Skywatch: Meet the constellation Virgo

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As we move into late spring, take the time to find a constellation that’s synonymous with the season. Virgo is said to be Persephone, the daughter of Demeter. According to myth, we once enjoyed eternal spring. Hades, the god of the underworld, kidnapped the beautiful girl. Because Persephone ate some pomegranate seeds, she has to return to the underworld every year and that is when we experience winter.

Courtesy: NASA

One thing that’s neat about Virgo is the fact that it houses many galaxies. In fact, it has so many, there’s a name for it: the Virgo Supercluster. One famous galaxy you’ll find near it is a galaxy known as M104, or the Sombrero Galaxy. The feature is 28 million light-years away from us and isn’t visible to the naked eye but can be seen with small telescopes and a pair of good binoculars.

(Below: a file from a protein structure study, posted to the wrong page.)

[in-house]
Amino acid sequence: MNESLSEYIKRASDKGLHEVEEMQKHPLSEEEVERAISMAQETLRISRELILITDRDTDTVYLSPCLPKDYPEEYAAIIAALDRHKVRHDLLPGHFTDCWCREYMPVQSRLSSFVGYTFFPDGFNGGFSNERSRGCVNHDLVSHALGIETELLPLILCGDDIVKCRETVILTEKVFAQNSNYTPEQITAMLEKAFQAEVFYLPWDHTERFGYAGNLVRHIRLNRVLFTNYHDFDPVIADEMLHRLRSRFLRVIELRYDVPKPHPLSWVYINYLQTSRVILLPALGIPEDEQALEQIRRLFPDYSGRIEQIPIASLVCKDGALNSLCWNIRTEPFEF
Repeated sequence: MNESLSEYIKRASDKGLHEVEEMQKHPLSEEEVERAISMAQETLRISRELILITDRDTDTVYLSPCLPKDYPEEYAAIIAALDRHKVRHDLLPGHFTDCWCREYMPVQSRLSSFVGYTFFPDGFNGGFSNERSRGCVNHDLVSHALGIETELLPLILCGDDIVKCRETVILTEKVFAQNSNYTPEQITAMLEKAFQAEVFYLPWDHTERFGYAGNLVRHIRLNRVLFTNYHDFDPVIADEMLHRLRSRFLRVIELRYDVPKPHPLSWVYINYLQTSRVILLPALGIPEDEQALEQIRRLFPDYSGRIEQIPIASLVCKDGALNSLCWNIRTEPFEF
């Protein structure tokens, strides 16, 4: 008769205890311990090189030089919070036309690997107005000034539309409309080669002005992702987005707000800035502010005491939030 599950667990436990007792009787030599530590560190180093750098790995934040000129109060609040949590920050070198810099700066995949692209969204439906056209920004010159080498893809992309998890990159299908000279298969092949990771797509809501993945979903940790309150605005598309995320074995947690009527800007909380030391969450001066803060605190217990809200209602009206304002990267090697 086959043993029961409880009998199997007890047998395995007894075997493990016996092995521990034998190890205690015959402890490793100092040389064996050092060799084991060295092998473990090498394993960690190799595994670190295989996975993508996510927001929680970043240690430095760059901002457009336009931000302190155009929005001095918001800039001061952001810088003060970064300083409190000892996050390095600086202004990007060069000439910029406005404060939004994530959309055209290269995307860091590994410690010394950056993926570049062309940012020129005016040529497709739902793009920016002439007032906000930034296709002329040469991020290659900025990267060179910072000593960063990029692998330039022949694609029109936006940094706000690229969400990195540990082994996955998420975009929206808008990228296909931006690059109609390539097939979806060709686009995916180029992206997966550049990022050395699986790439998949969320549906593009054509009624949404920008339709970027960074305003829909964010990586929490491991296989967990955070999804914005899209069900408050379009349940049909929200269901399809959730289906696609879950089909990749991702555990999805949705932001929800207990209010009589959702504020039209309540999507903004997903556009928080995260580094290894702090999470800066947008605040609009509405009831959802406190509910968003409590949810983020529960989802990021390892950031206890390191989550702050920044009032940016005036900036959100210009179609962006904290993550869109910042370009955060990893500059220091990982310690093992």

On Thursday morning, look for Saturn, Jupiter and the constellation of Scorpius. The three will be in the southern sky before sunrise. Saturn and Jupiter will look like bright stars just above and left of the constellation.

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On Saturday at 5:11 p.m., we’ll welcome the Full Flower Moon.

It's called this because this is the time of year flowers are becoming more and more abundant (Remember the rhyme about May flowers?). It’s also called the Full Milk Moon.

One thing that makes this moon special is the fact that it is the third full moon in a season with four of them. Normally, a season only has three full moons. Because March’s Full Moon happened just after the equinox, we’ll see four during the spring of 2019. The third full moon in a season with four of them is also called a blue moon. No, the moon won’t appear blue. We’ve grown to use this term to identify something that happens rarely.

The last time we had a “Seasonal Blue Moon” was back in may of 2016, a rare occurrence indeed.

Happy hunting!